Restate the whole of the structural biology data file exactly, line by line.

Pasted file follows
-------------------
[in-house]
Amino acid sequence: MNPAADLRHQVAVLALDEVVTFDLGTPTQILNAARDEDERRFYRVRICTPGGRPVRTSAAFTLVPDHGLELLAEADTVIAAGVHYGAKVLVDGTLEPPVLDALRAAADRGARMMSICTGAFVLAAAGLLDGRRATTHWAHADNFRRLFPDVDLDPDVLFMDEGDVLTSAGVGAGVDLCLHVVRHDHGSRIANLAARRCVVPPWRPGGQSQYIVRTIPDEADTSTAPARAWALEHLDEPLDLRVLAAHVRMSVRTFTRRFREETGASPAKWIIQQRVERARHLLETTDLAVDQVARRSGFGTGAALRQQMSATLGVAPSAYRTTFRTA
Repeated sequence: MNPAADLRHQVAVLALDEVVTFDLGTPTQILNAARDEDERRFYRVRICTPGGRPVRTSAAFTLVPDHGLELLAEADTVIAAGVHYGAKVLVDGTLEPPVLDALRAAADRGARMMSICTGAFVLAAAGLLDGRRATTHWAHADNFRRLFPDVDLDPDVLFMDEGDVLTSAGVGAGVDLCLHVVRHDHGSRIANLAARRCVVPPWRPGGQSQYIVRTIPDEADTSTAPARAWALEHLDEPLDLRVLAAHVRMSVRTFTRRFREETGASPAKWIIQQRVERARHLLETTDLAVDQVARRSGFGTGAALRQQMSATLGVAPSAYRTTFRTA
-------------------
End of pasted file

[in-house]
Amino acid sequence: MNPAADLRHQVAVLALDEVVTFDLGTPTQILNAARDEDERRFYRVRICTPGGRPVRTSAAFTLVPDHGLELLAEADTVIAAGVHYGAKVLVDGTLEPPVLDALRAAADRGARMMSICTGAFVLAAAGLLDGRRATTHWAHADNFRRLFPDVDLDPDVLFMDEGDVLTSAGVGAGVDLCLHVVRHDHGSRIANLAARRCVVPPWRPGGQSQYIVRTIPDEADTSTAPARAWALEHLDEPLDLRVLAAHVRMSVRTFTRRFREETGASPAKWIIQQRVERARHLLETTDLAVDQVARRSGFGTGAALRQQMSATLGVAPSAYRTTFRTA
Repeated sequence: MNPAADLRHQVAVLALDEVVTFDLGTPTQILNAARDEDERRFYRVRICTPGGRPVRTSAAFTLVPDHGLELLAEADTVIAAGVHYGAKVLVDGTLEPPVLDALRAAADRGARMMSICTGAFVLAAAGLLDGRRATTHWAHADNFRRLFPDVDLDPDVLFMDEGDVLTSAGVGAGVDLCLHVVRHDHGSRIANLAARRCVVPPWRPGGQSQYIVRTIPDEADTSTAPARAWALEHLDEPLDLRVLAAHVRMSVRTFTRRFREETGASPAKWIIQQRVERARHLLETTDLAVDQVARRSGFGTGAALRQQMSATLGVAPSAYRTTFRTA